Estimating temperature

The most common reason for estimating temperature in Celsius is in connection with the weather. The formula for converting from Celsius to Fahrenheit is kind of messy: Instead, use the handy chart in Table 15-3.

Table 15-3 Comparing Celsius and Fahrenheit Temperatures

 Celsius (Centigrade) Description Fahrenheit 0° Cold 32° 10° Cool 50° 20° Warm 68° 30° Hot 86°

Any temperature below 0°C is cold, and any temperature over 30°C is hot. Most of the time, the temperature falls in this middling range. So now you know that when the temperature is 6°C, you want to wear a coat. When it's 14°C, you may want a sweater — or at least long sleeves. And when it's 25°C, head for the beach!

Converting units of measurement

Many books give you one formula for converting from English to metric and another for converting from metric to English. People often find this conversion method confusing because they have trouble remembering which formula to use in which direction.

In this section, I show you a simple way to convert between English and metric units that uses only one formula for each type of conversion. Here’s a nice pair that’s easy to remember: 16°C is about 61°F.

Understanding conversion factors

When you multiply any number by 1, that number stays the same. For example, 36 × 1 = 36. And when a fraction has the same numerator (top number) and denominator (bottom number), that fraction equals 1 (see Chapter 10for details). So when you multiply a number by a fraction that equals 1, the number stays the same. For example: If you multiply a measurement by a special fraction that equals 1, you can switch from one unit of measurement to another without changing the value. People call such fractions conversion factors.

Take a look at some equations that show how metric and English units are related (all conversions between English and metric units are approximate):

· · · · Because the values on each side of the equations are equal, you can create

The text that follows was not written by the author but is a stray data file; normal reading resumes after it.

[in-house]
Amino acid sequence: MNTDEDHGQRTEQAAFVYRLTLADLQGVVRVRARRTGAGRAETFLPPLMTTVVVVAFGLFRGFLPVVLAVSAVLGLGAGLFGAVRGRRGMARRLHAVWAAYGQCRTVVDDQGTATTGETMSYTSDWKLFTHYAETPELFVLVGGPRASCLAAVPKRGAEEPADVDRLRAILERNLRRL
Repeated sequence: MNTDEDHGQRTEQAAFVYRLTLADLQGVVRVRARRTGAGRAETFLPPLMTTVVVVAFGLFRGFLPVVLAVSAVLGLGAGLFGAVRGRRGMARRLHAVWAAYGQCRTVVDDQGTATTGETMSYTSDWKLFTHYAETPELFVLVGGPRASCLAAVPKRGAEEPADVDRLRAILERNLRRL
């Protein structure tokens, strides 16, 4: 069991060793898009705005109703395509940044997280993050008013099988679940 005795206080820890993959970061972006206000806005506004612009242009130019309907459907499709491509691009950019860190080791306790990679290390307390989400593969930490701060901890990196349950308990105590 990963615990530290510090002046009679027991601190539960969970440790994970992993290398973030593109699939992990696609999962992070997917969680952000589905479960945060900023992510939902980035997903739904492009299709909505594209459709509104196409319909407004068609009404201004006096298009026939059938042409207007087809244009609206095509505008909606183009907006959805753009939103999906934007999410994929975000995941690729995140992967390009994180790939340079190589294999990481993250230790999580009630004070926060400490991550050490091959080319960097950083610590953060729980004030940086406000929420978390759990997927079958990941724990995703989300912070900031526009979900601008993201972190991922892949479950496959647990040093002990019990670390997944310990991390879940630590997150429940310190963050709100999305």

· · · · When you understand how units of measurement cancel (which I discuss in the next section), you can easily choose which fractions to use to switch between units of measurement.

Canceling units of measurement

When you're multiplying fractions, you can cancel any factor that appears in both the numerator and the denominator (see Chapter 9 for details). Just as with numbers, you can also cancel out units of measurement in fractions. For example, suppose you want to evaluate this fraction: You already know that you can cancel out a factor of 2 in both the numerator and the denominator. But you can also cancel out the unit gallons in both the numerator and the denominator: So this fraction simplifies as follows:

· = 3

Converting units

When you understand how to cancel out units in fractions and how to set up fractions equal to 1 (see the preceding sections), you have a foolproof system for converting units of measurement.

Suppose you want to convert 7 meters into feet. Using the equation 1 meter = 3.26 feet, you can make a fraction out of the two values, as follows: Both fractions equal 1 because the numerator and the denominator are equal. So you can multiply the quantity you're trying to convert (7 meters) by one of these fractions without changing it. Remember that you want the meters unit to cancel out. You already have the word meters in the numerator (to make this clear, place 1 in the denominator), so use the fraction that puts 1 meter in the denominator: Now cancel out the unit that appears in both the numerator and the denominator: At this point, the only value in the denominator is 1, so you can ignore it. And the only unit left is feet, so place it at the end of the expression: Now do the multiplication (Chapter 11 shows how to multiply decimals): It may seem strange that the answer appears with the units already attached, but that's the beauty of this method: When you set up the right expression, the answer just appears.

You can get more practice converting units of measurement in Chapter 18, where I show you how to set up conversion chains and tackle word problems involving measurement.